On 2nd January 1492 King Ferdinand of Aragon entered the city of Granada to recapture it from the Moors. This was the last Moorish stronghold in Spain and Ferdinand’s victory therefore brought to an end a period of Spanish history that had lasted since 711.
Ferdinand ruled jointly with his wife, Queen Isabella. As she was the hereditary ruler of Castile, the conquest of Granada meant that the joint sovereigns were the virtual king and queen of most of Spain.
Granada had fallen to an almost bloodless siege that had lasted for nine months, although it was the culmination of an 8-year crusade by the Catholic monarchs to expel the Islamic Moors. When the time came, the former ruler of Granada, Boabdil, simply handed the keys to Ferdinand and prepared to set off for North Africa from where the Moors had come nearly 800 years previously.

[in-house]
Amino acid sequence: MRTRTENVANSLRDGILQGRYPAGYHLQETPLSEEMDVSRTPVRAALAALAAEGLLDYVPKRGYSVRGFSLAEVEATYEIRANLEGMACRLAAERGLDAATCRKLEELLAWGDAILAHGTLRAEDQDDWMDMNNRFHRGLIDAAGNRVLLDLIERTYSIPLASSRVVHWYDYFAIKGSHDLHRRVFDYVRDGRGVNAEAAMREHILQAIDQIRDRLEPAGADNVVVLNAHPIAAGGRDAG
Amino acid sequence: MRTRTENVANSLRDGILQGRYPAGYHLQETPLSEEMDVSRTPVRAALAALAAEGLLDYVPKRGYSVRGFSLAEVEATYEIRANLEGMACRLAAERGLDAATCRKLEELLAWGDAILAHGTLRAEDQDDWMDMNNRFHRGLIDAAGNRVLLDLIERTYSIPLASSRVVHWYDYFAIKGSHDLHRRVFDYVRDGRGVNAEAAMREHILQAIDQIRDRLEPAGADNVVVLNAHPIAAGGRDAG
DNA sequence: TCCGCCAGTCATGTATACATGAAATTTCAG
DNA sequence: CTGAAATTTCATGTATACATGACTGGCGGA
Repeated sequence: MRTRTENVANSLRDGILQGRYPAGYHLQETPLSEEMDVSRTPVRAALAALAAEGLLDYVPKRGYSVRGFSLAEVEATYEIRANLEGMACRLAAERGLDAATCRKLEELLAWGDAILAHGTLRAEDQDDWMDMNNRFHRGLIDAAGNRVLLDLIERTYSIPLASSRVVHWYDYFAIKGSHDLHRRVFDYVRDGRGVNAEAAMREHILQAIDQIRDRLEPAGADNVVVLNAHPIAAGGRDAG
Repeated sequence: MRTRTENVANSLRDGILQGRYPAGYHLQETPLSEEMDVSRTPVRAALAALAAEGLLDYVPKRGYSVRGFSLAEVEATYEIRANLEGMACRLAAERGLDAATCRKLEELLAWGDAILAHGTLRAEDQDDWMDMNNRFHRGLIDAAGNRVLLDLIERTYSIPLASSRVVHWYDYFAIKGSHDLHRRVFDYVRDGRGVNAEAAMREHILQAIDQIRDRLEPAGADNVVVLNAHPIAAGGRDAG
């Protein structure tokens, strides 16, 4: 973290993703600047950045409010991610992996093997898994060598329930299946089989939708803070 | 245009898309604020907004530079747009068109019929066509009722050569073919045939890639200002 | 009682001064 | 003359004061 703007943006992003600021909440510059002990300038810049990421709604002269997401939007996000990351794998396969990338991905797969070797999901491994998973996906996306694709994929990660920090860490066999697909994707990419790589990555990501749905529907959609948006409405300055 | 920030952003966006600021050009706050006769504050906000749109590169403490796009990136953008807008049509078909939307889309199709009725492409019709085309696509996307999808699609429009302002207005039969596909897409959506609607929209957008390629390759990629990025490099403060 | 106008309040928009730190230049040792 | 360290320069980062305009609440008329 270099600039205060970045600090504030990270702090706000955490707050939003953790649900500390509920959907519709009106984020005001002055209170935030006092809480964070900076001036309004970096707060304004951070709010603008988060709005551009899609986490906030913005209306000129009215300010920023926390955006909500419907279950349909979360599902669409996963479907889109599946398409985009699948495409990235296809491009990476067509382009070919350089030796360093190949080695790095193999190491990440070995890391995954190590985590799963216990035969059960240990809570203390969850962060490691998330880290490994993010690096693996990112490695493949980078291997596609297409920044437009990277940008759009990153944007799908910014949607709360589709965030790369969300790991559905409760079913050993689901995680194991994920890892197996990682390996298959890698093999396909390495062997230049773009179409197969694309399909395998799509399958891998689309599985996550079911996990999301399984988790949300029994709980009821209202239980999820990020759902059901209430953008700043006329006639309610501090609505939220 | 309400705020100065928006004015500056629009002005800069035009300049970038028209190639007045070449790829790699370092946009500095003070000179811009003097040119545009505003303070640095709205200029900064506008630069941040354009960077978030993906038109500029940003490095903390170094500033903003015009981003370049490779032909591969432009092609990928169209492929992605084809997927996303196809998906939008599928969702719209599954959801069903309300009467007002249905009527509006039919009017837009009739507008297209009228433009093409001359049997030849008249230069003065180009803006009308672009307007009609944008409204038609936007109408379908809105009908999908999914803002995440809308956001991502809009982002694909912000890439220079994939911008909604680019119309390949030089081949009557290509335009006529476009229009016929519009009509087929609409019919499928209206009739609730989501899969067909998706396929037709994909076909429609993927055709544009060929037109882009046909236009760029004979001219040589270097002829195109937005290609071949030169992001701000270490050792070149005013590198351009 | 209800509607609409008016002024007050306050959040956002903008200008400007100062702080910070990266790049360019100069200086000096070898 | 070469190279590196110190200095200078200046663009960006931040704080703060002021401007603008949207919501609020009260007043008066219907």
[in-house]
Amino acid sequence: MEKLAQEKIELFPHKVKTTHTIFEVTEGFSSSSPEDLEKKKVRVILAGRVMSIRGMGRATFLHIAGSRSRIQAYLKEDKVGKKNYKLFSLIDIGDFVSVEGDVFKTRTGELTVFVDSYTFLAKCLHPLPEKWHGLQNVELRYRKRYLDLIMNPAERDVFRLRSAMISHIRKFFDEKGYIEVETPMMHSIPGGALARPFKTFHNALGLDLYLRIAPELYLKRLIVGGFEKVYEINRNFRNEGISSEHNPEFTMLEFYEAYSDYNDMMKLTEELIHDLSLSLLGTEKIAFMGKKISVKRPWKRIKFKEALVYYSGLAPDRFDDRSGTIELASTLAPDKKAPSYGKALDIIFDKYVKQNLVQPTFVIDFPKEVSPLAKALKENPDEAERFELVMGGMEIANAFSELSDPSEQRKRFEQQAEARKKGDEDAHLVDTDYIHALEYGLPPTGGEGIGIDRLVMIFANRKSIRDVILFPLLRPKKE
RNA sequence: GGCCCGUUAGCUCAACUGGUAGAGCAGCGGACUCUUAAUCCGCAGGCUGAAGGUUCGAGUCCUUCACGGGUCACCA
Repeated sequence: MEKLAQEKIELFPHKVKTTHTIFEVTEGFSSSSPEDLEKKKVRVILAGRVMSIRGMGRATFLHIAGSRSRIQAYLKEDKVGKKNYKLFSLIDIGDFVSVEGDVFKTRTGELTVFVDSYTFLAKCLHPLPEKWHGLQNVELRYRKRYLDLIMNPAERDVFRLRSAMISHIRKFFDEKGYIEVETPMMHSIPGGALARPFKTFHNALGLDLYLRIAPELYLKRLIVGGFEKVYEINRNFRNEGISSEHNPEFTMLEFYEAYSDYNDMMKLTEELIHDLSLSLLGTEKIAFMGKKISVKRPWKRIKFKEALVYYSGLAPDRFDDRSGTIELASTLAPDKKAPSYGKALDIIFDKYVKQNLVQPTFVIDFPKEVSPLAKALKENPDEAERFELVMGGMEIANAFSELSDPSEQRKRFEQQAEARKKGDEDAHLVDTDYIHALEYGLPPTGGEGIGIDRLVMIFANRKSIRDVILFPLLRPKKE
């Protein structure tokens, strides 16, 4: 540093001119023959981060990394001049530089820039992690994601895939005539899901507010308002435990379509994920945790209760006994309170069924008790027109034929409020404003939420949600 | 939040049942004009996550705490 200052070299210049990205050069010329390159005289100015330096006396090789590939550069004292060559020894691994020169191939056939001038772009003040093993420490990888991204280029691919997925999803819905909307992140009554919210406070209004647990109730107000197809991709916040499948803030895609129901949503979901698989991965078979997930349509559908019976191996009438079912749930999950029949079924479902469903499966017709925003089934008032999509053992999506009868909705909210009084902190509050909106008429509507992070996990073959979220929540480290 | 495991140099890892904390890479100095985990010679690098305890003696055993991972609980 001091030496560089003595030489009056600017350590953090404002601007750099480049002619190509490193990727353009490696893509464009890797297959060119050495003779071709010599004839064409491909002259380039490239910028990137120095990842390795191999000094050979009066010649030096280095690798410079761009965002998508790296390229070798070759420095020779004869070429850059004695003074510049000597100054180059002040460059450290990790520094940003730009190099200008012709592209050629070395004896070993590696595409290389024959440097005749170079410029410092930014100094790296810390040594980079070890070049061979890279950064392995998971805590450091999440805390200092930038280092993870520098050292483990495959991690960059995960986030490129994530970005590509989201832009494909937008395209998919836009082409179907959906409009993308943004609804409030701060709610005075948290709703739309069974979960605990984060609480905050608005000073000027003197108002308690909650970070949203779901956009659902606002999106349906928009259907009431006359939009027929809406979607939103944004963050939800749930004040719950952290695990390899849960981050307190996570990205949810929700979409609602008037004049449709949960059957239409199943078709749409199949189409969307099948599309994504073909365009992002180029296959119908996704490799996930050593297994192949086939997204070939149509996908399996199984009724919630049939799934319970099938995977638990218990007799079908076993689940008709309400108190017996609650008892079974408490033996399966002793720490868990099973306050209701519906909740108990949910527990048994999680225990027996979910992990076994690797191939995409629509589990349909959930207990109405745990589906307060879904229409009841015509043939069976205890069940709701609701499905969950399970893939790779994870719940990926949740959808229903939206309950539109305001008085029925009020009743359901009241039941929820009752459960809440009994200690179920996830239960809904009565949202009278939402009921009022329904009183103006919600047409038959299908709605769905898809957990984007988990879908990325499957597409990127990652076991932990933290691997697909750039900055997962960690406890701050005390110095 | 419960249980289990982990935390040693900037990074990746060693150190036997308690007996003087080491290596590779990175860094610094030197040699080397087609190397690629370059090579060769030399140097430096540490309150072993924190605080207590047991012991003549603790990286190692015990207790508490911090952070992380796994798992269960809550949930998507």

As he rode away, Boabdil stopped on a mountain ridge to look back at the city he had lost. Legend has it that he shed a tear and was rebuked by his mother for weeping like a woman and not fighting like a man. The ridge now bears the name “El Ultimo Suspiro del Moro” (“The Last Sigh of the Moor”).
Ferdinand and Isabella now reigned supreme in Spain and must have felt that they could do anything they wished. When, later that year, an adventurer from Genoa named Christopher Columbus turned up and sought financial support for a voyage to the Indies by sailing westwards rather than eastwards, they were happy to oblige. They must have thought that they could do no wrong – the rest, as they say, is history.
© John Welford